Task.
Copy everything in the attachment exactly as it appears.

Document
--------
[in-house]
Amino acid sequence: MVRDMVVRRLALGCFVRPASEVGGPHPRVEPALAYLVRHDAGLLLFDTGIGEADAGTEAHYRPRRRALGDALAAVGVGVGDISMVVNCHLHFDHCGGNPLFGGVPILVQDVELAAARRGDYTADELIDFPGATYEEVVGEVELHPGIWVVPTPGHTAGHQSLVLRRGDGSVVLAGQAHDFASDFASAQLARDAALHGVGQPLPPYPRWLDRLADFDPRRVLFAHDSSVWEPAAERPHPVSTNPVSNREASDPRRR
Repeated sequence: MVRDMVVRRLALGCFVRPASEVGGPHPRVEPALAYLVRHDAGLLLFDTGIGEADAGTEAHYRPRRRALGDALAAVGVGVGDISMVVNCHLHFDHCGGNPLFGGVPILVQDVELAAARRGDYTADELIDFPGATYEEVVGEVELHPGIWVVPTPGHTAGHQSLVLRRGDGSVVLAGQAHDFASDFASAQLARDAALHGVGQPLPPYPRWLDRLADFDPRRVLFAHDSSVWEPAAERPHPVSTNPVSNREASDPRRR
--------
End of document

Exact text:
[in-house]
Amino acid sequence: MVRDMVVRRLALGCFVRPASEVGGPHPRVEPALAYLVRHDAGLLLFDTGIGEADAGTEAHYRPRRRALGDALAAVGVGVGDISMVVNCHLHFDHCGGNPLFGGVPILVQDVELAAARRGDYTADELIDFPGATYEEVVGEVELHPGIWVVPTPGHTAGHQSLVLRRGDGSVVLAGQAHDFASDFASAQLARDAALHGVGQPLPPYPRWLDRLADFDPRRVLFAHDSSVWEPAAERPHPVSTNPVSNREASDPRRR
Repeated sequence: MVRDMVVRRLALGCFVRPASEVGGPHPRVEPALAYLVRHDAGLLLFDTGIGEADAGTEAHYRPRRRALGDALAAVGVGVGDISMVVNCHLHFDHCGGNPLFGGVPILVQDVELAAARRGDYTADELIDFPGATYEEVVGEVELHPGIWVVPTPGHTAGHQSLVLRRGDGSVVLAGQAHDFASDFASAQLARDAALHGVGQPLPPYPRWLDRLADFDPRRVLFAHDSSVWEPAAERPHPVSTNPVSNREASDPRRR